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In Python there is an efficient for else loop implementation described here

Example code:

for x in range(2, n):
    if n % x == 0:
        print n, 'equals', x, '*', n/x
        break
else:
    # loop fell through without finding a factor
    print n, 'is a prime number'

In Java I need to write more code to achieve the same behavior:

finishedForLoop = true;
for (int x : rangeListOfIntegers){
    if (n % x == 0)
    {
        //syso: Some printing here
        finishedForLoop = false
        break;
    }
}
if (finishedForLoop == true){
    //syso: Some printing here
}

Is there any better implementation similar to Python for else loop in Java?

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1  
You can replace if (finishedForLoop == true) with if (finishedForLoop). No need to test for true, the if statement does that implicitly :) –  FredOverflow Nov 7 '13 at 8:21

4 Answers 4

up vote 6 down vote accepted

When I need to do something like this, I typically try to break it out into a separate method - which can then return true/false if no extra information is needed, or possibly "the value found, or null if it's not found". It doesn't always work - it's very context-specific - but it's something worth trying.

Then you can just write:

for (...) {
    if (...) {
       return ...;
    }
}
return null; // Or false, or whatever
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+1, I like your suggestion , Thanks –  Michael Oct 25 '12 at 13:17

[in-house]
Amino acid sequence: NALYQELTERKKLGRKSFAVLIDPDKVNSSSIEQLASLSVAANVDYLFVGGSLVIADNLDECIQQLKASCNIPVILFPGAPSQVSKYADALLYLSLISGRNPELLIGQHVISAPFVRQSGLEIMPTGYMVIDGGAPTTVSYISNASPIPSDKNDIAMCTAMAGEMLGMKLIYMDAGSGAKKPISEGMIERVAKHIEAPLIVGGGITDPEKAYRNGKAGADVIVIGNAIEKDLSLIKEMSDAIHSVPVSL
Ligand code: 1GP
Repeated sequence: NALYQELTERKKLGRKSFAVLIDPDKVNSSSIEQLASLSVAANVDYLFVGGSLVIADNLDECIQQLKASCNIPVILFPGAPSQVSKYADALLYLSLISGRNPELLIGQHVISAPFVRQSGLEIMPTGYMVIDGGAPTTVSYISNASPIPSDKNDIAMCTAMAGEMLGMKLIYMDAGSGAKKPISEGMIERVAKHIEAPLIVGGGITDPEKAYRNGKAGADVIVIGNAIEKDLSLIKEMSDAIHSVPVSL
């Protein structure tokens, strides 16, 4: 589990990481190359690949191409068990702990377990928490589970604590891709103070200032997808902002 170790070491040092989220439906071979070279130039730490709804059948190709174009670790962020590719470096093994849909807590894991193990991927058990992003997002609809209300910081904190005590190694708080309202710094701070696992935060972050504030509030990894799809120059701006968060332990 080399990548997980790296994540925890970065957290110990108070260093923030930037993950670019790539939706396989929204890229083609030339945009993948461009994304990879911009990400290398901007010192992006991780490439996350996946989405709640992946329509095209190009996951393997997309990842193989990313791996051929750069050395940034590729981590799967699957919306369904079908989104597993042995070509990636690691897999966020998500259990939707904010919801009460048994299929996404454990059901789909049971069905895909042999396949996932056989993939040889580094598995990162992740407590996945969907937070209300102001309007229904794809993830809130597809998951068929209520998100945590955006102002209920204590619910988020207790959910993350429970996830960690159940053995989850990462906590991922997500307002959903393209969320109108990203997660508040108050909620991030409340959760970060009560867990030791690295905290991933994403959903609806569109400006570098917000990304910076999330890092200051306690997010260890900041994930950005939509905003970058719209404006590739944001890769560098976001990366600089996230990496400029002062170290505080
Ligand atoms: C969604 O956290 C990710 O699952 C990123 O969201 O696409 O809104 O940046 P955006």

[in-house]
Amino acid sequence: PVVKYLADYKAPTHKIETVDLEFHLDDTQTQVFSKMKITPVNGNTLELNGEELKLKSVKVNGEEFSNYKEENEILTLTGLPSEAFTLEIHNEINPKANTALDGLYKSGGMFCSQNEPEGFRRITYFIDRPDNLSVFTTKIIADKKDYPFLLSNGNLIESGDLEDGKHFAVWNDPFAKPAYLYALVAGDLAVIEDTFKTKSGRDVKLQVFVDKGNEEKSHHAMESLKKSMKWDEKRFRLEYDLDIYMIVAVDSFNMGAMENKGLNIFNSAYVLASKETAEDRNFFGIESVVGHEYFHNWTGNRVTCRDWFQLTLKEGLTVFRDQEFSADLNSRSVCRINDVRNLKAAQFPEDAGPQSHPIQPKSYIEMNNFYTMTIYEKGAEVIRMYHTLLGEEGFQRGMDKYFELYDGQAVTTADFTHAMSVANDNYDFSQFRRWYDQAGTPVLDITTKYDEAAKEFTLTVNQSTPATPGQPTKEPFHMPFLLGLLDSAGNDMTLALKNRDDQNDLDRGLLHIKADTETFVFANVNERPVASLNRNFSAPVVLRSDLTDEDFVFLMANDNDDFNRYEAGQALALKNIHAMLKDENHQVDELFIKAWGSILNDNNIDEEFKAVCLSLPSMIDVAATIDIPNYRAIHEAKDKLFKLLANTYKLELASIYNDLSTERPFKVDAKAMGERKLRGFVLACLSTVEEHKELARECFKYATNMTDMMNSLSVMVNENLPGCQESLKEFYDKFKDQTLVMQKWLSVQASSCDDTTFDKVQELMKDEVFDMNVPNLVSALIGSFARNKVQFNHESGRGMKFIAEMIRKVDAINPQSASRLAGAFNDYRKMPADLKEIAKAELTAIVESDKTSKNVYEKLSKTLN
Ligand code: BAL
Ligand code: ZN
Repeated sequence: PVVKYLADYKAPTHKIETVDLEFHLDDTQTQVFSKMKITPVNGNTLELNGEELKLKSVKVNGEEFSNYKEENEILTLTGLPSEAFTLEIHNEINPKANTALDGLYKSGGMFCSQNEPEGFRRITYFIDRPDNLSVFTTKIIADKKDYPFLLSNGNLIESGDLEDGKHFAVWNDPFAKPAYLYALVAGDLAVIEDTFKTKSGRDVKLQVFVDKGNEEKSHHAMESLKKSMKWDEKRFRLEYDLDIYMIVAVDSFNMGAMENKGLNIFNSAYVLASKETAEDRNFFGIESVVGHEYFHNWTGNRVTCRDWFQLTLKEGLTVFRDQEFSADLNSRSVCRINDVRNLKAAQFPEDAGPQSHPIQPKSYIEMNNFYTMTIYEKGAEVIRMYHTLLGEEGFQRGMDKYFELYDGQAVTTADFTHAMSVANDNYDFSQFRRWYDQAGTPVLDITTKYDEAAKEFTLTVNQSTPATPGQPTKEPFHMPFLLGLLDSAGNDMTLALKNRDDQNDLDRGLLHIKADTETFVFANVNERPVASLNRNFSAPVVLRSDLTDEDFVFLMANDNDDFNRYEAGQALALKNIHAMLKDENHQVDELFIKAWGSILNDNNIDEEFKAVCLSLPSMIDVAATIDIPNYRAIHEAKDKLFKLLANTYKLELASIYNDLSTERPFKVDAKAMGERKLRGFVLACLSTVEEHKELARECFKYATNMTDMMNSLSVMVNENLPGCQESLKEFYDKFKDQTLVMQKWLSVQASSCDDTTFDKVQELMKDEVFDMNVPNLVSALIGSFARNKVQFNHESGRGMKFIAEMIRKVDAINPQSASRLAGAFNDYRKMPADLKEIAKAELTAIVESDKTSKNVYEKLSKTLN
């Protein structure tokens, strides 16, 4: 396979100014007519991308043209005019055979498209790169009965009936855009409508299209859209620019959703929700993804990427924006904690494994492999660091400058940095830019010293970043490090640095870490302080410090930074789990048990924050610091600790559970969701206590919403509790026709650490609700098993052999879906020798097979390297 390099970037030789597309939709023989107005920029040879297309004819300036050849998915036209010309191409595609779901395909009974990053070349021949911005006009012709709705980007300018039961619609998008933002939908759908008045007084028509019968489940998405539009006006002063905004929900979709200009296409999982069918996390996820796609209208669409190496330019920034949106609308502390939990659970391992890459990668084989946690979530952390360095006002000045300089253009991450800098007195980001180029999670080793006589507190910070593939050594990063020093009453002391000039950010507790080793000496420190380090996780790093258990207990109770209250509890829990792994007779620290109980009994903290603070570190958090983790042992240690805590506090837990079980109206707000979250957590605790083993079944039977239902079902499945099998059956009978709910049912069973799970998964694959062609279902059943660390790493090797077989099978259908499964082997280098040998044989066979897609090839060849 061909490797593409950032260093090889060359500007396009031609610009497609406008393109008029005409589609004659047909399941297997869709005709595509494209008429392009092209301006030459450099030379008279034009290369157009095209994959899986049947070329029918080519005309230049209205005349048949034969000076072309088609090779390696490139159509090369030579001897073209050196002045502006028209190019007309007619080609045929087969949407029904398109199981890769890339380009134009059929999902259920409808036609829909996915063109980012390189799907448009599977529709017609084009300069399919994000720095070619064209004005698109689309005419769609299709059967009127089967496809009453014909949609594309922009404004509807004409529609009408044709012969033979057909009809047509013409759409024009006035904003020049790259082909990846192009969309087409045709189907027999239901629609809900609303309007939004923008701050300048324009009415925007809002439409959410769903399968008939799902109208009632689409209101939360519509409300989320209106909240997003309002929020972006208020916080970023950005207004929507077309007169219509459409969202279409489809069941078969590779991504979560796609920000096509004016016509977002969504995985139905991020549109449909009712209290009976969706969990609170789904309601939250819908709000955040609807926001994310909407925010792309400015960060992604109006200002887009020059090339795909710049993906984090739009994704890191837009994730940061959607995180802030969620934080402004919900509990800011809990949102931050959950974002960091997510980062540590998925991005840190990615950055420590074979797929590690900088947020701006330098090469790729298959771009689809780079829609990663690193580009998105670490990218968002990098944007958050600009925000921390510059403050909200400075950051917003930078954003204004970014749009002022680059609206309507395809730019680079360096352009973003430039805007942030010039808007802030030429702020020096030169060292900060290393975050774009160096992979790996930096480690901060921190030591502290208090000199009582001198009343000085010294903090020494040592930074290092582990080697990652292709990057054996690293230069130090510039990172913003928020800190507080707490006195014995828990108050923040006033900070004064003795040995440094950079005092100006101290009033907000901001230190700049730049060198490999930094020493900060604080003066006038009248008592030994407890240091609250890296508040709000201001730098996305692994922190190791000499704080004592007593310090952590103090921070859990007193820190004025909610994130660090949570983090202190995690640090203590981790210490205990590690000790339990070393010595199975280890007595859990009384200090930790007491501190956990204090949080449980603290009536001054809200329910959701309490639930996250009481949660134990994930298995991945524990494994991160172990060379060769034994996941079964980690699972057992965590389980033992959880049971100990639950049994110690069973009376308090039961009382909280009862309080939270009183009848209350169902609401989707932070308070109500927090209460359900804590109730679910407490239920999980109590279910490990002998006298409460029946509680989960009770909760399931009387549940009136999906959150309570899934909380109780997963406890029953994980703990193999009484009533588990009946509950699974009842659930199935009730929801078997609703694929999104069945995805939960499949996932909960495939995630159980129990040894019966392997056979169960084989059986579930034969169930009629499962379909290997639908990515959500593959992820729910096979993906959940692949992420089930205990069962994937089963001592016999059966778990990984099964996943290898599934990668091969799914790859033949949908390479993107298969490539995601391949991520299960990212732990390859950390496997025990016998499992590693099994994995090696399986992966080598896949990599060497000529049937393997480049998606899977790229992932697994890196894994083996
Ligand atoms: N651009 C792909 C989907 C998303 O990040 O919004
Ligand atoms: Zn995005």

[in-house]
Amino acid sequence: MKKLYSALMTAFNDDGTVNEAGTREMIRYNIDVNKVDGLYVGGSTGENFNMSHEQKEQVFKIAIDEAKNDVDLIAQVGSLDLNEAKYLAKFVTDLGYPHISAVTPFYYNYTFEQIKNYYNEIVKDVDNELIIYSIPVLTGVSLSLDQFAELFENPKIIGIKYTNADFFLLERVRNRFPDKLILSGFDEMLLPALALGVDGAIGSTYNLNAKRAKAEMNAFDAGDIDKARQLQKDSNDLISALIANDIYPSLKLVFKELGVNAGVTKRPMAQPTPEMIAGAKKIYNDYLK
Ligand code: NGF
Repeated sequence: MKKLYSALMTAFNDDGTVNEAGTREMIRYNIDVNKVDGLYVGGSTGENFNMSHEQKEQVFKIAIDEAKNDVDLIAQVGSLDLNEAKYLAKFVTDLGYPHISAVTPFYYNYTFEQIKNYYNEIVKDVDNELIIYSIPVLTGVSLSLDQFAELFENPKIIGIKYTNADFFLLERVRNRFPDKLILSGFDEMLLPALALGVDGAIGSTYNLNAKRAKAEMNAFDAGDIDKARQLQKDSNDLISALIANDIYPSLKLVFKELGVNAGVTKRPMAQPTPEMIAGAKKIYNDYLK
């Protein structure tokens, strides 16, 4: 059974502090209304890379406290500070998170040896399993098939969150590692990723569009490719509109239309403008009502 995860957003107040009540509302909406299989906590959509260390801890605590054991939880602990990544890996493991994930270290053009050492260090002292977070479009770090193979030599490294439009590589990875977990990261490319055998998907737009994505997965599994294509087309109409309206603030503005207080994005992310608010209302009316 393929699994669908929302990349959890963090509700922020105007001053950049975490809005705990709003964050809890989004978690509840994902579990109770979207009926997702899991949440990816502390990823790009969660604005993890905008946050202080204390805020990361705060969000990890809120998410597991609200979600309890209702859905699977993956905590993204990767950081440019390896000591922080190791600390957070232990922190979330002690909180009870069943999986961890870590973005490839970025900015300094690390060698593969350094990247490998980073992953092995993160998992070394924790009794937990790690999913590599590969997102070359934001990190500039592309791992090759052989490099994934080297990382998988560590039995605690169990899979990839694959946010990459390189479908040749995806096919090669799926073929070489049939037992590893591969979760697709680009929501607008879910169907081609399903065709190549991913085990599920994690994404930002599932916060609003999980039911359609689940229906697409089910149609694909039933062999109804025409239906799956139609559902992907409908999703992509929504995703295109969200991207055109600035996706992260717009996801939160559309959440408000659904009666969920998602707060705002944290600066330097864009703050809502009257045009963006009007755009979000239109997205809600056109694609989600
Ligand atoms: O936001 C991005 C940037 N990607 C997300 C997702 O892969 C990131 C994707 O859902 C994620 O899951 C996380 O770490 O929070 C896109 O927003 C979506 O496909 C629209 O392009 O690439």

for cases when a different method is not ideal, you can always "break out" of the loop using a labelled break... but it is very rare to see this in practice. –  tucuxi Oct 29 '12 at 15:54

It's done like this:

class A {
    public static void main(String[] args) {
        int n = 13;
        found: {
            for (int x : new int[]{2,3,4,5,6,7,8,9,10,11,12})
                if (n % x == 0) {
                    System.out.println("" + n + " equals " + x + "*" + (n/x));
                    break found;
                }
            System.out.println("" + n + " is a prime number");
        }
    }
}

$ javac A.java && java A
13 is a prime number
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1  
Why the labeled break? There is only one loop to break out of. –  FredOverflow Nov 7 '13 at 8:20
6  
@FredOverflow: it's not breaking out of the loop, but the enclosing block. –  Eric Nov 7 '13 at 9:24
    
@FredOverflow To elaborate on Eric's comment: an unlabeled break would continue on the statement that follows the loop and still flow through the println statement. –  Zecc Nov 7 '13 at 9:26
    
Oh, I see! Thanks. –  FredOverflow Nov 7 '13 at 10:41

No. That's the simplest. It's not that complicated, it's just syntax.

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2  
also, even if you find something "simpler", it will also be "smart". And "smart" is difficult-to-read –  tucuxi Oct 25 '12 at 13:15
    
+1, Yes you are right, i am still interested in more "smart" solutions:-) –  Michael Oct 25 '12 at 13:26
    
I don't see what's not smart about using the minimum syntax. To answer your question straight, no there is nothing simpler and there is nothing smarter. –  Joe Oct 25 '12 at 13:27

No, there is no mechanism like this in Java

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